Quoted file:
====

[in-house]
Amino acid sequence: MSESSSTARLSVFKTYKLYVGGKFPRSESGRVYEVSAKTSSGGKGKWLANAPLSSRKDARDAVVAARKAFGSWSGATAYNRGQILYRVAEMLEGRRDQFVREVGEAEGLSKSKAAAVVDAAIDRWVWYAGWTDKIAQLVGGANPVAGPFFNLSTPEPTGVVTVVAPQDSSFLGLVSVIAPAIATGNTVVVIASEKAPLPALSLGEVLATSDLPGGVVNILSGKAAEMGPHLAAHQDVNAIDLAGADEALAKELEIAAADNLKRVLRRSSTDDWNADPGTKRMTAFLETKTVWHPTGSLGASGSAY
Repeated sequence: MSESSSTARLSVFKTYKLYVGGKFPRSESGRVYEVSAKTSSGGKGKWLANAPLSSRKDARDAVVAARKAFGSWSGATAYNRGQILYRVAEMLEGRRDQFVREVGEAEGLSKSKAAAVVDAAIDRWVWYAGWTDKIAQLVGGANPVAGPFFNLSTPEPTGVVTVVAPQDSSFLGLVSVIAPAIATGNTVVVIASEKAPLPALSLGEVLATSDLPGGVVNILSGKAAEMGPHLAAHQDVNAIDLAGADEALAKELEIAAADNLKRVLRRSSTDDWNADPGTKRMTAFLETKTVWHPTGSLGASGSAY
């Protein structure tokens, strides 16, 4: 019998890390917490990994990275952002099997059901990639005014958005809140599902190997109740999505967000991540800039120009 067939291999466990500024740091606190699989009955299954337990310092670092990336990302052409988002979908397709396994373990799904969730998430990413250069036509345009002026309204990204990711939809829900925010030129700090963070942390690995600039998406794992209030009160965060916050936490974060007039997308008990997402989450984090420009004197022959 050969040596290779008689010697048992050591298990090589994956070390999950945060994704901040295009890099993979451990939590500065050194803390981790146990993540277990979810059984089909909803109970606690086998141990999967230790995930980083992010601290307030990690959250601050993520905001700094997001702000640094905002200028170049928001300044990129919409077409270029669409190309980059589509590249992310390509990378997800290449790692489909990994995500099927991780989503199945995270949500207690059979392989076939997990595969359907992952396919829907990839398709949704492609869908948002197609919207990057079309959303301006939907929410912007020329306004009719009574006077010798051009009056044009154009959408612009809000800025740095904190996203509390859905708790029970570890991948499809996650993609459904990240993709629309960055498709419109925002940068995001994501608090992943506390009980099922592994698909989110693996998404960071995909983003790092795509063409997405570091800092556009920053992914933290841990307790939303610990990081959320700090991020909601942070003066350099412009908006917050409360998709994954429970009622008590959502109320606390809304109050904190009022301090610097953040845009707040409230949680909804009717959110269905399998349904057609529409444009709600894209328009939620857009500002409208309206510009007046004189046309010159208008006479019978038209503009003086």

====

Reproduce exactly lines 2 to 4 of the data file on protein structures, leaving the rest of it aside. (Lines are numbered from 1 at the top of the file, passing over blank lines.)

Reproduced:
Amino acid sequence: MSESSSTARLSVFKTYKLYVGGKFPRSESGRVYEVSAKTSSGGKGKWLANAPLSSRKDARDAVVAARKAFGSWSGATAYNRGQILYRVAEMLEGRRDQFVREVGEAEGLSKSKAAAVVDAAIDRWVWYAGWTDKIAQLVGGANPVAGPFFNLSTPEPTGVVTVVAPQDSSFLGLVSVIAPAIATGNTVVVIASEKAPLPALSLGEVLATSDLPGGVVNILSGKAAEMGPHLAAHQDVNAIDLAGADEALAKELEIAAADNLKRVLRRSSTDDWNADPGTKRMTAFLETKTVWHPTGSLGASGSAY
Repeated sequence: MSESSSTARLSVFKTYKLYVGGKFPRSESGRVYEVSAKTSSGGKGKWLANAPLSSRKDARDAVVAARKAFGSWSGATAYNRGQILYRVAEMLEGRRDQFVREVGEAEGLSKSKAAAVVDAAIDRWVWYAGWTDKIAQLVGGANPVAGPFFNLSTPEPTGVVTVVAPQDSSFLGLVSVIAPAIATGNTVVVIASEKAPLPALSLGEVLATSDLPGGVVNILSGKAAEMGPHLAAHQDVNAIDLAGADEALAKELEIAAADNLKRVLRRSSTDDWNADPGTKRMTAFLETKTVWHPTGSLGASGSAY
């Protein structure tokens, strides 16, 4: 019998890390917490990994990275952002099997059901990639005014958005809140599902190997109740999505967000991540800039120009 067939291999466990500024740091606190699989009955299954337990310092670092990336990302052409988002979908397709396994373990799904969730998430990413250069036509345009002026309204990204990711939809829900925010030129700090963070942390690995600039998406794992209030009160965060916050936490974060007039997308008990997402989450984090420009004197022959 050969040596290779008689010697048992050591298990090589994956070390999950945060994704901040295009890099993979451990939590500065050194803390981790146990993540277990979810059984089909909803109970606690086998141990999967230790995930980083992010601290307030990690959250601050993520905001700094997001702000640094905002200028170049928001300044990129919409077409270029669409190309980059589509590249992310390509990378997800290449790692489909990994995500099927991780989503199945995270949500207690059979392989076939997990595969359907992952396919829907990839398709949704492609869908948002197609919207990057079309959303301006939907929410912007020329306004009719009574006077010798051009009056044009154009959408612009809000800025740095904190996203509390859905708790029970570890991948499809996650993609459904990240993709629309960055498709419109925002940068995001994501608090992943506390009980099922592994698909989110693996998404960071995909983003790092795509063409997405570091800092556009920053992914933290841990307790939303610990990081959320700090991020909601942070003066350099412009908006917050409360998709994954429970009622008590959502109320606390809304109050904190009022301090610097953040845009707040409230949680909804009717959110269905399998349904057609529409444009709600894209328009939620857009500002409208309206510009007046004189046309010159208008006479019978038209503009003086």